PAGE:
Visualizing demographic data from the most recent US census (2010) creates a stark image of “unofficial” segregation and the result of inherited, racially-motivated, legacy policy decisions in some of the most populous US counties. (Maps and data courtesy of the University of Cincinnati Space Informatics Lab.)

Official census classification of race/ethnicity has evolved over the past century. Because the data on this page is extracted for a decade-by-decade comparison of demographic changes, the maps draw on the five primary race/ethnicity categories recognized in the US census through 2010: Non-Hispanic Whites, Non-Hispanic Blacks, Non-Hispanic Asians (including also American Indians), Non-Hispanic Others, and Hispanic/Latino origin population.

Visualized data, entirely licensed under the Creative Commons Attribution 4.0 International License, includes patterns in high-resolution demographic grids covering the entire conterminous US. At present the site includes two demographic variables: population density and racial diversity. Currently, grids for 1990, 2000 and 2010 year are available.

Source: A. Dmowska and T.F. Stepinski, “High Resolution Dasymetric Model of US Demographics with Application to Spatial Distribution of Racial Diversity,” Applied Geography 53: 417-26

Most institutional investors do not wish to exclude or divide anyone, especially as they invest pension money and the savings of ordinary people from around the world—and have an implicit duty to invest for that diverse constituency. They have a particular fiduciary imperative to invest for the long term and therefore to understand, acknowledge, and act in a way that supports a more stable and just environment for the long-term success of investments as well as the users of real estate.

After a historically long economic recovery following the Great Financial Crisis, investors have complained of a limited amount of attractive investment opportunities. Of course, most prefer to focus on real estate that has financially secure and established tenancy in the best neighborhoods, and usually define those properties as “core” investments. Due to economic disparity, most of the non-White users of real estate end up in “noncore” buildings. Implicit in a core investment strategy is the idea that underdeveloped neighborhoods are not as attractive. Some investors, however, have already discovered that this is not necessarily true.

The former basketball star-turned-real estate investor Earvin “Magic” Johnson found outstanding returns in areas that have been historically overlooked. According to Johnson, “When you think about African Americans now—over $1 trillion spending power— Latinos, over $1 trillion spending power, and moving even higher—there was nobody really building businesses and going after their disposable income.”³

Seeing this same “hidden” value, there are a few that focus on investing in overlooked communities, including real estate developers and investor groups such as Direct Invest Development, Avanath Capital Management, Abode Communities, and others. Their approach attracts institutional capital due to favorable risk adjusted returns. It can be done, it should be done, and it is in the best interests of institutional capital’s constituents to get it done.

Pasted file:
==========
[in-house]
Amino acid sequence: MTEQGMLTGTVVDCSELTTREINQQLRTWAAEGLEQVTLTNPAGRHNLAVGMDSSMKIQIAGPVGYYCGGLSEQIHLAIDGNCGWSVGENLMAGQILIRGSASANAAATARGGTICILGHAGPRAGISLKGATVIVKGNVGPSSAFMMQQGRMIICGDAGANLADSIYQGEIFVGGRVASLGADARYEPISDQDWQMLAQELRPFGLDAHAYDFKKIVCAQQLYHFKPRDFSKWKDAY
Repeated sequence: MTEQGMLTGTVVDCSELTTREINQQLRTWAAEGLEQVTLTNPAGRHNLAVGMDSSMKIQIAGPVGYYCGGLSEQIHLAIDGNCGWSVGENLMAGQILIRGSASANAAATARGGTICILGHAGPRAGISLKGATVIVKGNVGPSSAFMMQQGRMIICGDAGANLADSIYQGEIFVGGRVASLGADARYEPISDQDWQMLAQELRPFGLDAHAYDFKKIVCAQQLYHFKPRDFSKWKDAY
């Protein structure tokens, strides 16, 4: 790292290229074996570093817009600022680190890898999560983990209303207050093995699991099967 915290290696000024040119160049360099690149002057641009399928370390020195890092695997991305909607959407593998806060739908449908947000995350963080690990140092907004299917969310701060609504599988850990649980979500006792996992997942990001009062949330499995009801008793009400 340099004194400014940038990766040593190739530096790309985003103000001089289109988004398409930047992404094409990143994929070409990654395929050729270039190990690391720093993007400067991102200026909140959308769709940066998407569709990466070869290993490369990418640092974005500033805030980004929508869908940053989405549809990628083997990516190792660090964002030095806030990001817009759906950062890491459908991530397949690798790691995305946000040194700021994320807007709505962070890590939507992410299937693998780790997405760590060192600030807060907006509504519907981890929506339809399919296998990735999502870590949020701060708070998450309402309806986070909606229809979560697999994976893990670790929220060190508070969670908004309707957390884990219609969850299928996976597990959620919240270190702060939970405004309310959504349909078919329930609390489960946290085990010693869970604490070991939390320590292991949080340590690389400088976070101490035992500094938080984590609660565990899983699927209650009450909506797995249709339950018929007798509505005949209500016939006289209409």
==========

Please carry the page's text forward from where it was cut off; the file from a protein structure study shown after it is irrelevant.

As big and as uncomfortable as the issue of racial equity is, institutional investors are particularly well equipped to examine practices and lead change. Over the last 20 years, this industry began to face one of the most complicated and existential threats to the social, economic, and environmental order: global climate change. Real estate became a significant leader with new sustainability practices, ESG investing metrics, and strategies. Unimaginable changes in the way the world constructs and manages buildings have become standard, because institutional capital decided it had to be done. Of course, achieving true sustainability is something that will take a significant number of years to accomplish, and real estate is still early in the process— but as a group, institutional investors examined the problem, acknowledged their part in it, and began to work towards a sustainable future, even as other industries struggled to keep up.

The same thing can be done with equity, inclusion, and diversity. This is hard, this is uncomfortable, this is big and complex, but it is an essential issue to address. There is an opportunity for the industry to lead, if we listen, honestly face the problems, and act with humility. On this point, American writer and civil rights thought leader James Baldwin said it best: “Not everything that is faced can be changed, but nothing can be changed until it is faced.”


Gunnar Branson is the CEO of AFIRE, the association for international real estate investors focused on commercial property in the United States.


1. William Butler Yeats, The Collected Poems of W. B. Yeats, Edited by Richard J. Finneran. New York: Macmillan, 1983.

2. Maria Krysan and Kyle Crowder, Cycle of Segregation: Social Processes and Residential Stratification, New York: Russell Sage Foundation, 2017.

3. Kathleen Elkins, “How Magic Johnson Convinced Howard Schultz to Partner with Him and Build more Starbucks Stores,” CNBC.com (November 10, 2018): cnbc.com/2018/11/09/how-magic-johnson-gotstarbucks- ceo-howard-schultz-to-partner-with-him.html

Member Login

Enter your email address and password associated with your membership to log into AFIRE.org. If you are unable to login through this popup, go to https://members.afire.org to reset your password. For questions, contact us.

Forgot your password?